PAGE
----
The 10 Best Cream Whippers
This wiki has been updated 27 times since it was first published in July of 2015. When you have the urge to whip it good – cream, that is – save your wrists the trouble and allow the power of chemistry to do the work for you with one of these whipped cream makers. They'll have you dispensing light and fluffy concoctions with a simple press of a lever, and eliminate the need to rely on those store-bought cans that often contain chemicals and preservatives. When users buy our independently chosen editorial recommendations, we may earn commissions to help fund the Wiki.
July 09, 2019:
If you're buying a whipped cream maker, then you likely fall into one of two categories: you want to make professional-level treats at home, or you work in the food industry and your customers demand flawless fluffy toppings on their baked goods, frappuccinos, and the like. We rounded up some dispensers that are high-quality enough for the commercial kitchens, and make DIYers — who have perhaps been using the more traditional kitchen mixers until now — step up their game and feel like pros.
Bakers and those just wanting to add a little hidden surprise to their pastries will appreciate that the Otis Classic Commercial has four injector tips for getting that cream inside of those profiteroles. If presentation is everything to you, then you'll also like the seven interchangeable tips that come with this tool, allowing you to create different designs with your cream. If you need to feed a large party or keep up with the demands of a commercial kitchen, the iSi 173001, which can take a quart of ingredients, will come in handy. No matter the settings, there are some features any culinary master can benefit from, like the rubber band for the head on the EurKitchen Whip-18 for a non-slip grip, or the dishwasher-friendly parts of the iSi 160301. If you're new to making whipped cream at home, you'll like that the Zoemo AL250 comes with a recipe e-book and the AmazeChef Dispenser has a recipe written on the box.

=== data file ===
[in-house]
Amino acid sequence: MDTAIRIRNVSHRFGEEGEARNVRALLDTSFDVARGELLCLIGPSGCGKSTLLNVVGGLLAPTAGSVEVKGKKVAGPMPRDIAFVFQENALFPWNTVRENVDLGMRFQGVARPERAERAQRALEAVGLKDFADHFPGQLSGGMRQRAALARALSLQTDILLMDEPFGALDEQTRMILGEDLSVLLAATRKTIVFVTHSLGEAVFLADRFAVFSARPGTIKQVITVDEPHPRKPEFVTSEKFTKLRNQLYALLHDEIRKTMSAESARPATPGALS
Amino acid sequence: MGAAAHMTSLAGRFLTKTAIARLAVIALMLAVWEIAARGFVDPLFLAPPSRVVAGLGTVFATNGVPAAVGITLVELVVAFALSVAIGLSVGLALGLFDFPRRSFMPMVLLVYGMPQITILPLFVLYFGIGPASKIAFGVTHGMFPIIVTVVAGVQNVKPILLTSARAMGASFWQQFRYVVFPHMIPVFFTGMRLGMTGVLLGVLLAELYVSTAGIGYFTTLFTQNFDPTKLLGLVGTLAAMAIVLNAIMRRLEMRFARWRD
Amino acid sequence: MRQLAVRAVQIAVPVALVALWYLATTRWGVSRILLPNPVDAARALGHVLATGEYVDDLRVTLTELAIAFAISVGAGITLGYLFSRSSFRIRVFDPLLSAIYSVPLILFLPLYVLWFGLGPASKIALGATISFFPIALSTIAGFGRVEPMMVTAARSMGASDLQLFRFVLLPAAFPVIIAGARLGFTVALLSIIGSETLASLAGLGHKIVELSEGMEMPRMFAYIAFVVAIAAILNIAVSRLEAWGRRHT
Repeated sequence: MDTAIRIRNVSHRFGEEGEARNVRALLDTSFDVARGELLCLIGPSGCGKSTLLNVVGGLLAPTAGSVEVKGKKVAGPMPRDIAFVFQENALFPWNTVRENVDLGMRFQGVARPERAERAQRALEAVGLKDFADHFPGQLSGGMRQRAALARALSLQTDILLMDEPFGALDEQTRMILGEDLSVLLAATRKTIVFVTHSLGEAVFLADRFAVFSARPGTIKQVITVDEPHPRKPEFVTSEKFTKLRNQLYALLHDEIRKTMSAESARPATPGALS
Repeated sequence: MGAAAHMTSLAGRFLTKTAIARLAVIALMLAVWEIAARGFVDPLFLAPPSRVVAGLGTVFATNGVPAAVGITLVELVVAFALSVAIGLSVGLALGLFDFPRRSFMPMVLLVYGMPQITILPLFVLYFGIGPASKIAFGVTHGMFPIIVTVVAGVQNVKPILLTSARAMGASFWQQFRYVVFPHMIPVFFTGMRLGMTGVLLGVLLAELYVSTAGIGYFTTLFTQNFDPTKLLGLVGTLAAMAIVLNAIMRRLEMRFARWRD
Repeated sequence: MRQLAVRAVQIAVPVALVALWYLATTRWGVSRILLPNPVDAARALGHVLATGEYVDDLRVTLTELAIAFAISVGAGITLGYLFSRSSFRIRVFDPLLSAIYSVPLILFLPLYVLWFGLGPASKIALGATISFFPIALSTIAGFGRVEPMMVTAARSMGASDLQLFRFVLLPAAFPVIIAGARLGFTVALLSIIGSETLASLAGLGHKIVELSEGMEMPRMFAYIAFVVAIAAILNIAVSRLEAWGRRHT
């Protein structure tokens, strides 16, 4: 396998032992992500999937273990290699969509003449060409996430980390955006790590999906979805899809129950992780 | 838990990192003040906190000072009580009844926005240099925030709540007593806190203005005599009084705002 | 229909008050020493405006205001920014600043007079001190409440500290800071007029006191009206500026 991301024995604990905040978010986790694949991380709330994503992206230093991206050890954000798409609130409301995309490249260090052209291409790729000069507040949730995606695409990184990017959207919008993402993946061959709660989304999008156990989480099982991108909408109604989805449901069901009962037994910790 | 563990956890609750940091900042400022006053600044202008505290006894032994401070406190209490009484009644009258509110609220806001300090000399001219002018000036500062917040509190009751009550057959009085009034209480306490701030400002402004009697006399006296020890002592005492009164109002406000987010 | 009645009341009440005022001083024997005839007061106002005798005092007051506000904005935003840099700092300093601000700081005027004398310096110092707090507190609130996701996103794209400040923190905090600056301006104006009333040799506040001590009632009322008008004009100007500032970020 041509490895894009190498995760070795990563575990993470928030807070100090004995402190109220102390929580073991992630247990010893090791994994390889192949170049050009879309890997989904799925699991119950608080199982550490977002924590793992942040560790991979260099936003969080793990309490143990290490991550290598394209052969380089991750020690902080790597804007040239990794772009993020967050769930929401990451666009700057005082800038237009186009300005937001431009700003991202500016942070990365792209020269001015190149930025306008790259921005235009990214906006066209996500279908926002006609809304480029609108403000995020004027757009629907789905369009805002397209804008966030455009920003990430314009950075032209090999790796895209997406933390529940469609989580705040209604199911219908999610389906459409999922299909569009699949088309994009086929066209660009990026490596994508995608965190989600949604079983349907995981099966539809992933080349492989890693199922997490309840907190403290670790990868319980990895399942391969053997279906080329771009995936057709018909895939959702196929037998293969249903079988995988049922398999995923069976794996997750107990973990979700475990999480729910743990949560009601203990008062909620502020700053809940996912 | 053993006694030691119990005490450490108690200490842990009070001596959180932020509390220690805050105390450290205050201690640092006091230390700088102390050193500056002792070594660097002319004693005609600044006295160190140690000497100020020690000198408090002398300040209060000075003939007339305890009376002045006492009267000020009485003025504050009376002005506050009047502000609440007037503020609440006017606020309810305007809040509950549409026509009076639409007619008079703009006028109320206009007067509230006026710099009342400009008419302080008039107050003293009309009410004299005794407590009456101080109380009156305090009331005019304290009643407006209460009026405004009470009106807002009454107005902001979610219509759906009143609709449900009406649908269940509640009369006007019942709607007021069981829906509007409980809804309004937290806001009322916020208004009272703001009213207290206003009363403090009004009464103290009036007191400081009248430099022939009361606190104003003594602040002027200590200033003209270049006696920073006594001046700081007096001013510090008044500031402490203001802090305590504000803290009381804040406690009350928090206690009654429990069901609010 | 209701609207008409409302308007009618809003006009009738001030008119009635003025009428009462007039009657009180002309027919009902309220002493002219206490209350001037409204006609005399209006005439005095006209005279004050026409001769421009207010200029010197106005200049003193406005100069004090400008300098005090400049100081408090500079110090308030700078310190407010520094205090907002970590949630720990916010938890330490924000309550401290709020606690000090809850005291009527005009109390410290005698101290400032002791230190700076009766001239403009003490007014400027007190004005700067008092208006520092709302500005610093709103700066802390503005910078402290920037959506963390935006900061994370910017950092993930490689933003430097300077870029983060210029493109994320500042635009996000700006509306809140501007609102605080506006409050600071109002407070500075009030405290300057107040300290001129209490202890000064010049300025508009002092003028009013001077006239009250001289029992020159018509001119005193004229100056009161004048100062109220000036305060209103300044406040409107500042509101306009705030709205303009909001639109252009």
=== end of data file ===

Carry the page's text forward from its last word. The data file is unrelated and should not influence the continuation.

History Of Whipped Cream and Cream Whippers
It is not known exactly when the first whipped cream was made.
It is not known exactly when the first whipped cream was made. There are various wives' tales that all tell of a different way by which it was discovered. A popular one says that a person living in a cool climate was making butter, but in their hastes to finish the task accidentally whipped the milk instead of churning it and the result was whipped cream. Another story includes a half-filled container of cream and a fast horse ride.
While one or none of these tales may be true, the first definitive reference to this culinary delight comes from a 1549 recipe by Cristoforo di Messisbugo, a cook and steward of the House of Este in Ferrara, Italy. He most certainly created the dish before 1549, as he died in 1548 and the book was published posthumously.
Another Italian chef, Bartolomeo Scappi, also had recipes which include whipped cream in the late 1500s. There is also a recipe found in "A Proper newe Booke of Cokerye" from 16th century England for "A Dyschefull of Snow," which requires the whipping of a combination of egg whites, and cream flavored with sugar and rosewater.
In the 1930s, a British scientist developed an aeration system for use in the industrial food industry to instantly create whipped dairy products. N20 was used because it fully immerses into foods without affecting the flavor and does not cause oxidation. Hand held units for home use were developed not long after and enjoyed and brief period of popularity.